How could the US’s seismic real estate settlement impact Canada?

Multimillion-dollar agreement could have ripple effects north of the border

How could the US’s seismic real estate settlement impact Canada?

A recent settlement announced by a trade body in the US could have ripple effects on Canada’s real estate sector and allow home sellers to make more on their deals, according to a CBC News report.

The National Association of Realtors (NAR) has agreed to settle a lawsuit filed by American home sellers claiming that the group artificially inflated commissions.

The NAR used to require listing brokers to offer a commission to the buyer’s agent upfront. The commission was around 6% of the home’s sale price, to be divided between both the seller’s and the buyer’s agents.

US home sellers said in their lawsuit that this forced them to enter into commission-sharing agreements to market their properties on multiple listing services (MLS) without missing out on potential buyers.

As part of the settlement, the NAR agreed to pay US$418 million and abolish the practice.  

Tom Davidoff, a University of British Columbia associate professor specializing in real estate economics, said the NAR settlement strengthens the possibility that the same thing could happen in Canada, especially as a similar suit has made its way to the Federal Court.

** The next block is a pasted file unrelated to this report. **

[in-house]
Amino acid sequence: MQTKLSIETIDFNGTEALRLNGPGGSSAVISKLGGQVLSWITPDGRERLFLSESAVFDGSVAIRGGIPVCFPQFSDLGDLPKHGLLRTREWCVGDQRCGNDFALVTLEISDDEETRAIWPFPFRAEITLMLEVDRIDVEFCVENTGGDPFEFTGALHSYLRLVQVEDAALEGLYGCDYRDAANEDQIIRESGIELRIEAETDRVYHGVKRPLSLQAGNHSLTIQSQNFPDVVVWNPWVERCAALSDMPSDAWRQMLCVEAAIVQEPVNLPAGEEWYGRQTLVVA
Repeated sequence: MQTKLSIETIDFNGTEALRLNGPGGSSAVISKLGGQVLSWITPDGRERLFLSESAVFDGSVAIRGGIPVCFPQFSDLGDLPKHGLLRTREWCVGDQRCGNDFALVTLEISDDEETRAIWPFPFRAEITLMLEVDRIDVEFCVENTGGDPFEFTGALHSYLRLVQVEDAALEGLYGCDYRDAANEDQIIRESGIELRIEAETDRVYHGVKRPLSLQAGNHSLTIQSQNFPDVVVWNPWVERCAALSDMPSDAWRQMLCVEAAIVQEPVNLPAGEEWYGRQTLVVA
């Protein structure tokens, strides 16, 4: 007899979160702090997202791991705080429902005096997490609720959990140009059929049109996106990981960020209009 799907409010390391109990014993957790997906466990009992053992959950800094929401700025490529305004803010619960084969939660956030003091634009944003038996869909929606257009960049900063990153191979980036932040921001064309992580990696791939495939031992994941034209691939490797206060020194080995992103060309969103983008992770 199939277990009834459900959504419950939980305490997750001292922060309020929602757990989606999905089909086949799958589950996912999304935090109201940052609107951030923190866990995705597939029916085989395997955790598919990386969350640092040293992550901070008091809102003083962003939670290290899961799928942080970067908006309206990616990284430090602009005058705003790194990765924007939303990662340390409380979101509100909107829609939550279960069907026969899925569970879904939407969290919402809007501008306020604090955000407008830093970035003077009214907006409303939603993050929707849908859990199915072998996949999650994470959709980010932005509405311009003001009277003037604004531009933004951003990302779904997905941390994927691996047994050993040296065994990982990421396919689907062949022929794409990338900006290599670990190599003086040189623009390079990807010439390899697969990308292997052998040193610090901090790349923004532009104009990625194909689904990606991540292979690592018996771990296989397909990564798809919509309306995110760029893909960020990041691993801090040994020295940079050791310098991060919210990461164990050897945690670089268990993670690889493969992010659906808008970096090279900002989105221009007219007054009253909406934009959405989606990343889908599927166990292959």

What does this settlement mean for Canada’s real estate sector?

The Canadian Real Estate Association (CREA) and several brokerages were recently named defendants in a proposed class action alleging that there is “conspiracy, agreement or arrangement” to illegally inflate residential commission prices.

Canada largely mirrors the broker commission model seen in the US, with real estate brokerages charging commissions based on the sale price of a home to be split between buyer’s and seller’s agents.

Garth Myers, a partner at the law firm Kalloghlian Myers LLP, which is handling the Canadian lawsuit, believes the US settlement undermines any justification the CREA might have for maintaining current commission rules.

“We think that the consequence of our lawsuit will mean more money in the pocket of home sellers and it'll reduce the cost of residential real estate across the country,” he said.

The lawsuit against CREA was filed in January and has yet to be certified as a class proceeding, according to CBC.

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